"It's invaluable for highlighting timber's capabilities, as well as keeping us informed on how it's being used in the market, or misused, which can be equally useful," said Mr Venables. "Although the situation is improving - with Arnold Laver's hugely welcome new backing for the Wood Awards underlining growing industry focus on how products are applied - it's not something we're traditionally good at as a sector. How many TTJ readers know where that last pack of maple ended up?"
Broadening architects' and designers' appreciation of US hardwoods' environmental performance is also on AHEC's agenda.
"Demand and legislation are set to make environmental criteria the decision drivers in building product selection," said Mr Venables.
"But there's a risk of us concentrating too much on certification. FSC timber, for instance, can be used in an entirely environmentally inappropriate way. It's a much wider debate. We need to convey the whole picture on sustainability, carbon performance and so on."
A key outcome of AHEC's focus here was its extensive US hardwoods life cycle analysis (LCA) project, undertaken by PE International. And from this grew its Out of the Woods project, which challenged Royal College of Art students to create a chair in American hardwood using the LCA data to minimise environmental impacts, without compromising aesthetics or technical performance. And AHEC hints there will be more to come from this initiative.
The LCA figures are also being used in US hardwoods' new all-round green passport, the American Hardwood Environmental Profile, and have been shared with Wood for Good for its Wood First Plus LCA database.
"We're impressed with the Wood for Good campaign overall, but a key reason we decided this year to substantially increase our funding is the database - it will be a significant new platform to really communicate timber's environmental message," said Mr Venables.
"We're now looking forward to sharing our experience with them further and getting hardwood more into the Wood for Good mix."
Variety of species
Another vital thrust for AHEC is to increase the design sector's appreciation of the wider basket of US hardwood species.
"It's not all about white oak and walnut," said Mr Venables "Fifty per cent of our growing resource comprises red oak, soft and hard maple and tulipwood so we need to do more to raise awareness of these other species and their performance potential. This is not only good for the overall sustainability of US hardwoods, it gives the market a wider choice, and could see these species in new applications we hadn't envisaged."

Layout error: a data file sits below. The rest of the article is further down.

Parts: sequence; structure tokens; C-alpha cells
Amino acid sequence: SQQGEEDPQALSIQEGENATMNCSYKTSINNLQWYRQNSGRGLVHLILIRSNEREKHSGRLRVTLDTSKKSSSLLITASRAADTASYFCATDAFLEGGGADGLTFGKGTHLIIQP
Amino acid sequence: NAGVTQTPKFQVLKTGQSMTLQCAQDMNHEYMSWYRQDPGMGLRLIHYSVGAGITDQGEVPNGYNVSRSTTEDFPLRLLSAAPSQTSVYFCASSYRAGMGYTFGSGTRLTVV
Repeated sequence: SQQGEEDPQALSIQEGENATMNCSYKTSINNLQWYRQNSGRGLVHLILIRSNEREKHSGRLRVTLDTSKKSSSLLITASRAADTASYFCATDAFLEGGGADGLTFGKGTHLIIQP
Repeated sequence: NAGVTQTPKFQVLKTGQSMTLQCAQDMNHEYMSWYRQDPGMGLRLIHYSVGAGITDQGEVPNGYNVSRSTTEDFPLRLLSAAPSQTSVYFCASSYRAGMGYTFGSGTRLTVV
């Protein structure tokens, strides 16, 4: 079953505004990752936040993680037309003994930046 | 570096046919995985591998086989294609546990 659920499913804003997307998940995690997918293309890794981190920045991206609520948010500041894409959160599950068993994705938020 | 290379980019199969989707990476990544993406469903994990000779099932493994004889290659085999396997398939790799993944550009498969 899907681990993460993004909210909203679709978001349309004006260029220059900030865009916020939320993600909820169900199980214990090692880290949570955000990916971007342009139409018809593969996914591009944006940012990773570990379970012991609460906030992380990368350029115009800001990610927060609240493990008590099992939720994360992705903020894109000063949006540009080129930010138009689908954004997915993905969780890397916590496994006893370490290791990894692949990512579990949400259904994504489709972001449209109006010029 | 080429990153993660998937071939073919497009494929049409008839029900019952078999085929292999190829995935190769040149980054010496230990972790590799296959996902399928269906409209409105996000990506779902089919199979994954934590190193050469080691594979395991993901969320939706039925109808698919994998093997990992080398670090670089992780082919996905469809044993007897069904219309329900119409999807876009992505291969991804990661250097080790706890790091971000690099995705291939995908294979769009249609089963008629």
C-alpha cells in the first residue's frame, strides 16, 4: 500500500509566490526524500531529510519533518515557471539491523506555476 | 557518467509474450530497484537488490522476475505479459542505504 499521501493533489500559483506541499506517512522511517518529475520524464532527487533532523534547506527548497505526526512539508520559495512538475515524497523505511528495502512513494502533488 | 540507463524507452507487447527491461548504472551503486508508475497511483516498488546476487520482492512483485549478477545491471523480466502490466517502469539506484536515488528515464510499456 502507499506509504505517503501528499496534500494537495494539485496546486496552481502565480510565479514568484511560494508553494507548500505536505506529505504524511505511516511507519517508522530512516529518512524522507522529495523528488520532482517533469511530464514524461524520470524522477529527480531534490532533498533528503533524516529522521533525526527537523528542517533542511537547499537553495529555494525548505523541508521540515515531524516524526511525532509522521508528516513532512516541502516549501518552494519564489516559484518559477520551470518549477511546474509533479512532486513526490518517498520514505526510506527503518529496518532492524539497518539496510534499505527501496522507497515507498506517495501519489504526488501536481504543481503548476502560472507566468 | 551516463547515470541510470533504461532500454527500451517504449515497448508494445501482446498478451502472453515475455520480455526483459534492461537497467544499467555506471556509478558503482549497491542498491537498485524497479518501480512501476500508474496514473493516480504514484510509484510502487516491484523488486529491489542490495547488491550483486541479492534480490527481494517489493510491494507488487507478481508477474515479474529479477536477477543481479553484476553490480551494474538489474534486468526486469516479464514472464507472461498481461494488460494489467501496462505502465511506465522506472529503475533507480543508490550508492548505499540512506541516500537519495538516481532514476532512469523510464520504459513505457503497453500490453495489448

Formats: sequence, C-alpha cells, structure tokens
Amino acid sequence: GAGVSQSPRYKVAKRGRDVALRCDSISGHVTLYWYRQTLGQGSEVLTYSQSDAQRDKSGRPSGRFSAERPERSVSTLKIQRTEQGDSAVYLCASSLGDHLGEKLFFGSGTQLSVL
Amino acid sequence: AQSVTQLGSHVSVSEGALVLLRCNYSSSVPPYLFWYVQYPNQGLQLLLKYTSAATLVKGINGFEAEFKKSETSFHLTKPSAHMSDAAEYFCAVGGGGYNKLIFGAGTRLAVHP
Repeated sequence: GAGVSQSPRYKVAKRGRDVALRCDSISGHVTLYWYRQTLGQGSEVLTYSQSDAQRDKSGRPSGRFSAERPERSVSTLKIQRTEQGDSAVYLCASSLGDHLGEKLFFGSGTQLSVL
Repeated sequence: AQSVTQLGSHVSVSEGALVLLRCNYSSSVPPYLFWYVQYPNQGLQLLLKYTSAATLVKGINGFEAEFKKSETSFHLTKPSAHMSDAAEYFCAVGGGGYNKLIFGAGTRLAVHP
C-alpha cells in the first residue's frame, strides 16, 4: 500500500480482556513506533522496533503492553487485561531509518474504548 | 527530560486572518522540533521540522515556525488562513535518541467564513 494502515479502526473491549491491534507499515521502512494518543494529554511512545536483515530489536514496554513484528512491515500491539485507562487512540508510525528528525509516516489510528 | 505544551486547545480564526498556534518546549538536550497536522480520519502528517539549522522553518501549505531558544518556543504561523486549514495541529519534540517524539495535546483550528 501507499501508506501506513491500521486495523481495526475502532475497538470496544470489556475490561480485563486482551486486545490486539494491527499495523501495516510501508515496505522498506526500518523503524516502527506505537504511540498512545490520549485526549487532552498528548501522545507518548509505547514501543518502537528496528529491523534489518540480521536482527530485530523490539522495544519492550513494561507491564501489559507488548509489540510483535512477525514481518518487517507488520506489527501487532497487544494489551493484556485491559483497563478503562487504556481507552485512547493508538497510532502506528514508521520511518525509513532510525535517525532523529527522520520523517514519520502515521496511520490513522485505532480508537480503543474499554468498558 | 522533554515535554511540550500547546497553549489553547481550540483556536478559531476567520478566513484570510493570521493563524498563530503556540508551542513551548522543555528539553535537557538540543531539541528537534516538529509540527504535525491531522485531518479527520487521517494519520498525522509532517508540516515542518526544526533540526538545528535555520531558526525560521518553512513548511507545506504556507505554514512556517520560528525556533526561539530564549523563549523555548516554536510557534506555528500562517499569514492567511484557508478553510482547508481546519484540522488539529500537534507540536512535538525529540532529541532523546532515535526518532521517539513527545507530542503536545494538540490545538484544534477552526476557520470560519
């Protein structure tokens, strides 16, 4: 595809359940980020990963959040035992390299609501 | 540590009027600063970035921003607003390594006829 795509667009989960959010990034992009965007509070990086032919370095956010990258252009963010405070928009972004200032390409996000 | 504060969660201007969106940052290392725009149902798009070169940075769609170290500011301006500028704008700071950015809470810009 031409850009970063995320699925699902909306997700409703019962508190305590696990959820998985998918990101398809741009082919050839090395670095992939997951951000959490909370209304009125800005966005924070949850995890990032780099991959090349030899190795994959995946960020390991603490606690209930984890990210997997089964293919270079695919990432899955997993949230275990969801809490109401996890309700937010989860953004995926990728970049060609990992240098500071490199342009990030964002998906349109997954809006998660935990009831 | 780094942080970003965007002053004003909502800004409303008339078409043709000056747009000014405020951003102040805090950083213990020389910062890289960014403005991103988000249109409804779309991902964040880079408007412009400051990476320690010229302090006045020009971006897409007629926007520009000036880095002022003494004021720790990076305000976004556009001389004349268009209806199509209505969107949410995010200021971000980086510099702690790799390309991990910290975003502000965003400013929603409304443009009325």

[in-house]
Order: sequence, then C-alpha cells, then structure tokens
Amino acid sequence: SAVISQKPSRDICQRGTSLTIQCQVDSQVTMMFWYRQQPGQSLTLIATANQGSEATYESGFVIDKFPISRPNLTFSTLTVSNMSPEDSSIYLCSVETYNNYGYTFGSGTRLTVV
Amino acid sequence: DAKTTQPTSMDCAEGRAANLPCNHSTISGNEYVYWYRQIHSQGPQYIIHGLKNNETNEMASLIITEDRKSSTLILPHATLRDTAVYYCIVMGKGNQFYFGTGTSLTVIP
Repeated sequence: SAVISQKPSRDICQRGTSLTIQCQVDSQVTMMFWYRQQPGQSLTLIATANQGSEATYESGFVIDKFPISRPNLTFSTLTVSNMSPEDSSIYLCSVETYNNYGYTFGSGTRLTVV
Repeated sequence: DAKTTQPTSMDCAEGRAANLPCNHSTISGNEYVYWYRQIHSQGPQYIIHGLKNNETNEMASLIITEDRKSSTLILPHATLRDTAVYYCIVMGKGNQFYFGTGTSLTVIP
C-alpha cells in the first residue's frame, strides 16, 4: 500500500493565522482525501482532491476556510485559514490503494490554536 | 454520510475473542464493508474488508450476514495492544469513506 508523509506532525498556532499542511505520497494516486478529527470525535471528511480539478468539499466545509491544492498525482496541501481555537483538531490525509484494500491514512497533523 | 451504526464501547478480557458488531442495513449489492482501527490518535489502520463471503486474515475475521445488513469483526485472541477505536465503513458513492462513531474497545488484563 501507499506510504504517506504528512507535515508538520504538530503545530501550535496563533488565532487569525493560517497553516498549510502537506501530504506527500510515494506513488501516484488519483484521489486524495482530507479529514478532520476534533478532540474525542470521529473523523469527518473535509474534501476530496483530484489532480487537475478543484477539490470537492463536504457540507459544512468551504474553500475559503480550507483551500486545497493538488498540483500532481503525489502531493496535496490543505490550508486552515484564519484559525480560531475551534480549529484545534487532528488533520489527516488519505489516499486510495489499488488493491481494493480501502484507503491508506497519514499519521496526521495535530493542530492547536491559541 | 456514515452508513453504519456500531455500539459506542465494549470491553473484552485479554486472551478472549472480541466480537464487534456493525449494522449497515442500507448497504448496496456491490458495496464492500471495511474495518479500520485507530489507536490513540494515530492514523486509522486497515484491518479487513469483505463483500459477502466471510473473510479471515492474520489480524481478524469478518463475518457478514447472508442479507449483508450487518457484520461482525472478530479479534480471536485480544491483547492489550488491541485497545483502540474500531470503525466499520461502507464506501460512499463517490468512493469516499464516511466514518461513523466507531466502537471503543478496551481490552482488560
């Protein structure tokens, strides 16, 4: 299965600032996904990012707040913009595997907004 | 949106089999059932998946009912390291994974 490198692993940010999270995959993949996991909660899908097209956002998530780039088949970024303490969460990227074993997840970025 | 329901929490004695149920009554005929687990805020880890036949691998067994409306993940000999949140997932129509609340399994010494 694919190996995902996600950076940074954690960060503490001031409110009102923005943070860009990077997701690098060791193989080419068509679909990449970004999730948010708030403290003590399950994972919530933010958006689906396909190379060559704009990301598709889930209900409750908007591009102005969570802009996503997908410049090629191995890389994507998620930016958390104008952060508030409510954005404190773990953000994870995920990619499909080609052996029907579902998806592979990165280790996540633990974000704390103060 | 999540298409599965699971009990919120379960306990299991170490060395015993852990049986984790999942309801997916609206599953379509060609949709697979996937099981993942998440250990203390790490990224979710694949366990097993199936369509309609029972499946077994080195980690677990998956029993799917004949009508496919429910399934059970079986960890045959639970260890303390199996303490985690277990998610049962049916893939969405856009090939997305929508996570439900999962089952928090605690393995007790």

A recent project forming part of this process was AHEC's challenge to five teams of designers from London's OKAY Studio to devise products for Clerkenwell Design Week in five US species: tulipwood, red oak, maple ash and cherry (see p7). AHEC won't yet reveal the results, which will be on display at Clerkenwell's SCIN gallery in May, but is clearly impressed.
"There's a real diversity of ideas, underlining that these species have potential for much wider use in contemporary design," said Mr Venables.
AHEC's work to develop use of lamination and heat treatment with US hardwoods is also aimed at making the most of the resource and widening the designer's choice.
"Using cross-laminated tulipwood for Endless Stair created particular excitement, providing an additional structural option and the possibility of using less timber to achieve the same performance as the equivalent softwood CLT," said Mr Venables. "We're talking to several CLT producers to explore its commercial potential."
Meanwhile heat-treated US hardwood is already a commercial reality, used in exterior products such as windows and cladding. And AHEC expects to generate more interest from its research work and promotional efforts. In the latest of the latter, its Octopus structure, designed in natural and heat treated tulipwood by Adam Khan for Wallpaper magazine's 2013 Workspace event, was remodelled as a juice bar by architect Carl Turner and sculptor/maker Adam Kershaw for the publication's Handmade show at Milan Design Week.
And AHEC's mission to "befriend an architect" continues. A further, as yet undisclosed, project is planned for this year's LDF. Then, in October, the exercise moves up another scale when AHEC sponsors the inaugural Wood Excellence Prize at Singapore's World Architectural Festival.